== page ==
Wouldn't their advanced knowledge of worm holes allowed them to reach for the stars, the universe and its vast and infinite resources.. No advanced water or air purification techniques? a dying earth? what no space stations!? No powerful science-y energy like a dark-matter or anti-matter engine? generate force fields to protect against micro space debris on FTL travel -- oh wait wormholes! like the ones they posses that are even capable of not only bending space but time as well! What.. they ain't figured nothing out since they got super smart!?
Their best freaking plan was to go back! Sounds like they hit a few snags and from then on, no super smart scientists worked on any of the problems - they just decided lets go back and rape the past.. The answer is NO! Not a logical solution, not giving where their advancements should have been and a wide range of sciences. (IMO)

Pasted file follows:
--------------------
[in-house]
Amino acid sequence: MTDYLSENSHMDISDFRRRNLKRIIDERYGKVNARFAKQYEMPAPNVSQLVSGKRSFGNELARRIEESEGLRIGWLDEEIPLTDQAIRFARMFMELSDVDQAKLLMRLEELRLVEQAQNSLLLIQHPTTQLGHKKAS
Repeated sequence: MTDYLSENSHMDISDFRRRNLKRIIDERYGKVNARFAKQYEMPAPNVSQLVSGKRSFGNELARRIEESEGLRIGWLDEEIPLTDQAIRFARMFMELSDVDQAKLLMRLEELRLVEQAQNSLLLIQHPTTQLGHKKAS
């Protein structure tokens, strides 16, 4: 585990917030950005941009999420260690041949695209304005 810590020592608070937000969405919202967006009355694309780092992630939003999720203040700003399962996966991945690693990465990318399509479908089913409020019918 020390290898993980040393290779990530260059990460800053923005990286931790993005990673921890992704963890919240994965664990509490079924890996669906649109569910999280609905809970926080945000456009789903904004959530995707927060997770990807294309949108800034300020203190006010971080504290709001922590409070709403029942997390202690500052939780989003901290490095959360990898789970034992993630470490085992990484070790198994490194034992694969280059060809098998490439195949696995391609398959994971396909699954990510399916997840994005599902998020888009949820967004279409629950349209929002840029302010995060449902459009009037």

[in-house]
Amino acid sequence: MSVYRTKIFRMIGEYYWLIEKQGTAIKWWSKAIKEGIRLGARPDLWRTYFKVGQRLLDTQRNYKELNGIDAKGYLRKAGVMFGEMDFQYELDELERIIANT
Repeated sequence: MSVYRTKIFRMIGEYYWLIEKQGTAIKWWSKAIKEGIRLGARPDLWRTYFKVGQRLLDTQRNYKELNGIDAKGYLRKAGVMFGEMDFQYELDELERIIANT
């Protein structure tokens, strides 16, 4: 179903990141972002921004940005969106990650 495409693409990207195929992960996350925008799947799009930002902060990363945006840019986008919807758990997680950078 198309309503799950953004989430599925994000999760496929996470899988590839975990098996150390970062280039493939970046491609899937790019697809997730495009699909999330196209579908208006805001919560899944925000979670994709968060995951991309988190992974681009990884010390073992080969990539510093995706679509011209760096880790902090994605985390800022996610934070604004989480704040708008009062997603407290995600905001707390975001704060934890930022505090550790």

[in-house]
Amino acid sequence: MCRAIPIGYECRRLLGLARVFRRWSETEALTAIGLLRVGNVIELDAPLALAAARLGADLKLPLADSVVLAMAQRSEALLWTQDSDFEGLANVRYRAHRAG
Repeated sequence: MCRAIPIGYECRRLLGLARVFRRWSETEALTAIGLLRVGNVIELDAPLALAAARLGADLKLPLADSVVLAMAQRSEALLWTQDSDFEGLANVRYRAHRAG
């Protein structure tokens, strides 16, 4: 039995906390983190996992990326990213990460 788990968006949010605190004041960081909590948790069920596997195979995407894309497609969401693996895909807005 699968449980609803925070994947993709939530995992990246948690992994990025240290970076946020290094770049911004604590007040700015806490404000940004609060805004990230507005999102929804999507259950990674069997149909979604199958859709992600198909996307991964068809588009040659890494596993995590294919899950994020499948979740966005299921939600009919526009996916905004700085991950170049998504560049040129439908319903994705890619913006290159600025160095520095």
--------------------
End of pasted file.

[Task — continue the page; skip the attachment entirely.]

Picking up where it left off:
It was all too convenient.. and forget it if you don't get anything I'm saying by now than this whole thing was pointless.. kinda like how I felt with LOSTs ending and now Fringe. I bid you guys much fortune and good luck with my farewell.
I stand and I salute to every single minute and every single episode from S1-5! But this is where we part JJ whats your name and your peoples..